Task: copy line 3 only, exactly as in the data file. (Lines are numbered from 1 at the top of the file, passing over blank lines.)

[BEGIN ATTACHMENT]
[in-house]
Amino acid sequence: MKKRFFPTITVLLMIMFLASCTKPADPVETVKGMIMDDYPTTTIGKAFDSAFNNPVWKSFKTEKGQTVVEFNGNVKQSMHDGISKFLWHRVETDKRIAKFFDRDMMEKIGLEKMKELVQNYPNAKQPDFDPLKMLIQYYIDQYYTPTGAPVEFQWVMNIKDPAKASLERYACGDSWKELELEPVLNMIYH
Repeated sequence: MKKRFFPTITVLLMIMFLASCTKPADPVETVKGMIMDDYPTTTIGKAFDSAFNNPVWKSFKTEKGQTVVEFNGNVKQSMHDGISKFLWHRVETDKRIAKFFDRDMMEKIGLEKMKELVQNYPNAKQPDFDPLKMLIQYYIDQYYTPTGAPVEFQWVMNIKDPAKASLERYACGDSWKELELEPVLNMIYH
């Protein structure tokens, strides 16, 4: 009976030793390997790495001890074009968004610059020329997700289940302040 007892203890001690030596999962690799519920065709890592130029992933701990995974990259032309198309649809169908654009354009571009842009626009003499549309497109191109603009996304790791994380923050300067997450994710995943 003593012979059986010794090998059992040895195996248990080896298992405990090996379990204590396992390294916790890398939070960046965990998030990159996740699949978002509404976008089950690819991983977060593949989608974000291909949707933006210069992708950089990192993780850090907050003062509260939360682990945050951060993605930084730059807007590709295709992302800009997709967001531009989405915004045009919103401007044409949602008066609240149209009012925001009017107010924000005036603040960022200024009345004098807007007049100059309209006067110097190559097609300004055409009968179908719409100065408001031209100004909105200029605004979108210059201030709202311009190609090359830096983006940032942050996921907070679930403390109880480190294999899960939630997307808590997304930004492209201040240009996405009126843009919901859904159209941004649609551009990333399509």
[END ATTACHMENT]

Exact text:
Repeated sequence: MKKRFFPTITVLLMIMFLASCTKPADPVETVKGMIMDDYPTTTIGKAFDSAFNNPVWKSFKTEKGQTVVEFNGNVKQSMHDGISKFLWHRVETDKRIAKFFDRDMMEKIGLEKMKELVQNYPNAKQPDFDPLKMLIQYYIDQYYTPTGAPVEFQWVMNIKDPAKASLERYACGDSWKELELEPVLNMIYH